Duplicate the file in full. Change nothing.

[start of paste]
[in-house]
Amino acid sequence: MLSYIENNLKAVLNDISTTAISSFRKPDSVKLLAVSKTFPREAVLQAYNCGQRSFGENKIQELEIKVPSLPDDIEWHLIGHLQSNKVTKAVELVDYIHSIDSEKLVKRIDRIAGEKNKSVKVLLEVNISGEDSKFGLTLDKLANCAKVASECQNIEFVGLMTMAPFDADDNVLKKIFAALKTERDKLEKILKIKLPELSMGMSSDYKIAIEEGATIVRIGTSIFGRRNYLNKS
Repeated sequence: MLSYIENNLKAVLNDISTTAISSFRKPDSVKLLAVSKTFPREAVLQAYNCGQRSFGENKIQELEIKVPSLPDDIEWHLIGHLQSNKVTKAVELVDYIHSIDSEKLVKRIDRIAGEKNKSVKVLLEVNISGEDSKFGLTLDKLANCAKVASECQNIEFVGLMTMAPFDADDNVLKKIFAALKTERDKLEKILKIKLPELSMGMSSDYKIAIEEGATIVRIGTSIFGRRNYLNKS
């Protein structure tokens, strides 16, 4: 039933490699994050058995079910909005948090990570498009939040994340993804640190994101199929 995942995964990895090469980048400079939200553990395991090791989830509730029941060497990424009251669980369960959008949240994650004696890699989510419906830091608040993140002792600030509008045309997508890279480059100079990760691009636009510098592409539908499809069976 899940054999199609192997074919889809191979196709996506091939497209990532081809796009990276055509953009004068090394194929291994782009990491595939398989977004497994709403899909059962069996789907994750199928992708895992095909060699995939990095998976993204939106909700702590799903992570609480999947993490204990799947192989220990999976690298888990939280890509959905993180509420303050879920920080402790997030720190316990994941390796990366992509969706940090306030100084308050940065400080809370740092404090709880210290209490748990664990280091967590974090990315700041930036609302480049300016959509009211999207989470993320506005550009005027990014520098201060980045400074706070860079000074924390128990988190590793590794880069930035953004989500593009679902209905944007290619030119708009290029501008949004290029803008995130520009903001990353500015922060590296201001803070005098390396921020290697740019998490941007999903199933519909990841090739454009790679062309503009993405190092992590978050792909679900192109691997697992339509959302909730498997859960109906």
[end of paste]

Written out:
[in-house]
Amino acid sequence: MLSYIENNLKAVLNDISTTAISSFRKPDSVKLLAVSKTFPREAVLQAYNCGQRSFGENKIQELEIKVPSLPDDIEWHLIGHLQSNKVTKAVELVDYIHSIDSEKLVKRIDRIAGEKNKSVKVLLEVNISGEDSKFGLTLDKLANCAKVASECQNIEFVGLMTMAPFDADDNVLKKIFAALKTERDKLEKILKIKLPELSMGMSSDYKIAIEEGATIVRIGTSIFGRRNYLNKS
Repeated sequence: MLSYIENNLKAVLNDISTTAISSFRKPDSVKLLAVSKTFPREAVLQAYNCGQRSFGENKIQELEIKVPSLPDDIEWHLIGHLQSNKVTKAVELVDYIHSIDSEKLVKRIDRIAGEKNKSVKVLLEVNISGEDSKFGLTLDKLANCAKVASECQNIEFVGLMTMAPFDADDNVLKKIFAALKTERDKLEKILKIKLPELSMGMSSDYKIAIEEGATIVRIGTSIFGRRNYLNKS
């Protein structure tokens, strides 16, 4: 039933490699994050058995079910909005948090990570498009939040994340993804640190994101199929 995942995964990895090469980048400079939200553990395991090791989830509730029941060497990424009251669980369960959008949240994650004696890699989510419906830091608040993140002792600030509008045309997508890279480059100079990760691009636009510098592409539908499809069976 899940054999199609192997074919889809191979196709996506091939497209990532081809796009990276055509953009004068090394194929291994782009990491595939398989977004497994709403899909059962069996789907994750199928992708895992095909060699995939990095998976993204939106909700702590799903992570609480999947993490204990799947192989220990999976690298888990939280890509959905993180509420303050879920920080402790997030720190316990994941390796990366992509969706940090306030100084308050940065400080809370740092404090709880210290209490748990664990280091967590974090990315700041930036609302480049300016959509009211999207989470993320506005550009005027990014520098201060980045400074706070860079000074924390128990988190590793590794880069930035953004989500593009679902209905944007290619030119708009290029501008949004290029803008995130520009903001990353500015922060590296201001803070005098390396921020290697740019998490941007999903199933519909990841090739454009790679062309503009993405190092992590978050792909679900192109691997697992339509959302909730498997859960109906």